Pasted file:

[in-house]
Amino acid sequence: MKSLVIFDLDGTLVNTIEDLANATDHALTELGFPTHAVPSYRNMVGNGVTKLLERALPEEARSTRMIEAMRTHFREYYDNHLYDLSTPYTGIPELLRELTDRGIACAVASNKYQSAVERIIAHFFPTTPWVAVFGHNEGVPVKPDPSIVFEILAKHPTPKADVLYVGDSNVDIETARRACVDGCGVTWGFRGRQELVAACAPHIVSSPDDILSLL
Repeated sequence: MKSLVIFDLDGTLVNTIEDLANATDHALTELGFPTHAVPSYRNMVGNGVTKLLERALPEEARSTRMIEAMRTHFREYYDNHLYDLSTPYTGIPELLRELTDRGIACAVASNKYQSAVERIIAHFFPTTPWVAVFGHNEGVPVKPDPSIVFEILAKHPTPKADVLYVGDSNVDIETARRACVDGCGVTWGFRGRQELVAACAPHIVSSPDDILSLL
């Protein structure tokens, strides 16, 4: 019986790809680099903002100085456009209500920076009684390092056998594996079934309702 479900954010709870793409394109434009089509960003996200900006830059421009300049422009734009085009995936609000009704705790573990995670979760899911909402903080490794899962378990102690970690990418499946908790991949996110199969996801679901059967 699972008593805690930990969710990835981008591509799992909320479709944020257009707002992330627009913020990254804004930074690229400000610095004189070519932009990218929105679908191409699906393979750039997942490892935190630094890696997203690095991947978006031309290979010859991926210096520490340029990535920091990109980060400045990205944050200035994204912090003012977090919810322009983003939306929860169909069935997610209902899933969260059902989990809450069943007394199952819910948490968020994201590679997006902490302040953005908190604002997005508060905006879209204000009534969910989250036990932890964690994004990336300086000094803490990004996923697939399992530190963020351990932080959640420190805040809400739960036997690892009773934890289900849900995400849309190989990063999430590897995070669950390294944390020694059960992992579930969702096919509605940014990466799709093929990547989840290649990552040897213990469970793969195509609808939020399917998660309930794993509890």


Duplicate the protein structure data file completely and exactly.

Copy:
[in-house]
Amino acid sequence: MKSLVIFDLDGTLVNTIEDLANATDHALTELGFPTHAVPSYRNMVGNGVTKLLERALPEEARSTRMIEAMRTHFREYYDNHLYDLSTPYTGIPELLRELTDRGIACAVASNKYQSAVERIIAHFFPTTPWVAVFGHNEGVPVKPDPSIVFEILAKHPTPKADVLYVGDSNVDIETARRACVDGCGVTWGFRGRQELVAACAPHIVSSPDDILSLL
Repeated sequence: MKSLVIFDLDGTLVNTIEDLANATDHALTELGFPTHAVPSYRNMVGNGVTKLLERALPEEARSTRMIEAMRTHFREYYDNHLYDLSTPYTGIPELLRELTDRGIACAVASNKYQSAVERIIAHFFPTTPWVAVFGHNEGVPVKPDPSIVFEILAKHPTPKADVLYVGDSNVDIETARRACVDGCGVTWGFRGRQELVAACAPHIVSSPDDILSLL
């Protein structure tokens, strides 16, 4: 019986790809680099903002100085456009209500920076009684390092056998594996079934309702 479900954010709870793409394109434009089509960003996200900006830059421009300049422009734009085009995936609000009704705790573990995670979760899911909402903080490794899962378990102690970690990418499946908790991949996110199969996801679901059967 699972008593805690930990969710990835981008591509799992909320479709944020257009707002992330627009913020990254804004930074690229400000610095004189070519932009990218929105679908191409699906393979750039997942490892935190630094890696997203690095991947978006031309290979010859991926210096520490340029990535920091990109980060400045990205944050200035994204912090003012977090919810322009983003939306929860169909069935997610209902899933969260059902989990809450069943007394199952819910948490968020994201590679997006902490302040953005908190604002997005508060905006879209204000009534969910989250036990932890964690994004990336300086000094803490990004996923697939399992530190963020351990932080959640420190805040809400739960036997690892009773934890289900849900995400849309190989990063999430590897995070669950390294944390020694059960992992579930969702096919509605940014990466799709093929990547989840290649990552040897213990469970793969195509609808939020399917998660309930794993509890």